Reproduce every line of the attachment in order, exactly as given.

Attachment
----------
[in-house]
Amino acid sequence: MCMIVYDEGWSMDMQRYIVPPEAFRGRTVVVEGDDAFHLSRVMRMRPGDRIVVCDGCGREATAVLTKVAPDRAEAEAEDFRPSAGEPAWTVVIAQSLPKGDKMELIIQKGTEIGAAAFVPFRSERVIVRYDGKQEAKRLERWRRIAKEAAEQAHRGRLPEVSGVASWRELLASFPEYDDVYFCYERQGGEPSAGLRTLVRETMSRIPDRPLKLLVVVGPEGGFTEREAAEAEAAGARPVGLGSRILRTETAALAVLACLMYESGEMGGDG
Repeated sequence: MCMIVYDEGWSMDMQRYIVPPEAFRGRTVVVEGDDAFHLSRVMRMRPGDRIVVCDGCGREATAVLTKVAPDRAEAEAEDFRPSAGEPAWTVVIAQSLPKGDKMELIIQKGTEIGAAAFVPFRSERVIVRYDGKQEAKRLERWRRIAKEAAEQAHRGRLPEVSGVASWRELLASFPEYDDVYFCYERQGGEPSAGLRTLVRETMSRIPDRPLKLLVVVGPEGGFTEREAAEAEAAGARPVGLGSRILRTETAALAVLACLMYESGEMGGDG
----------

[in-house]
Amino acid sequence: MCMIVYDEGWSMDMQRYIVPPEAFRGRTVVVEGDDAFHLSRVMRMRPGDRIVVCDGCGREATAVLTKVAPDRAEAEAEDFRPSAGEPAWTVVIAQSLPKGDKMELIIQKGTEIGAAAFVPFRSERVIVRYDGKQEAKRLERWRRIAKEAAEQAHRGRLPEVSGVASWRELLASFPEYDDVYFCYERQGGEPSAGLRTLVRETMSRIPDRPLKLLVVVGPEGGFTEREAAEAEAAGARPVGLGSRILRTETAALAVLACLMYESGEMGGDG
Repeated sequence: MCMIVYDEGWSMDMQRYIVPPEAFRGRTVVVEGDDAFHLSRVMRMRPGDRIVVCDGCGREATAVLTKVAPDRAEAEAEDFRPSAGEPAWTVVIAQSLPKGDKMELIIQKGTEIGAAAFVPFRSERVIVRYDGKQEAKRLERWRRIAKEAAEQAHRGRLPEVSGVASWRELLASFPEYDDVYFCYERQGGEPSAGLRTLVRETMSRIPDRPLKLLVVVGPEGGFTEREAAEAEAAGARPVGLGSRILRTETAALAVLACLMYESGEMGGDG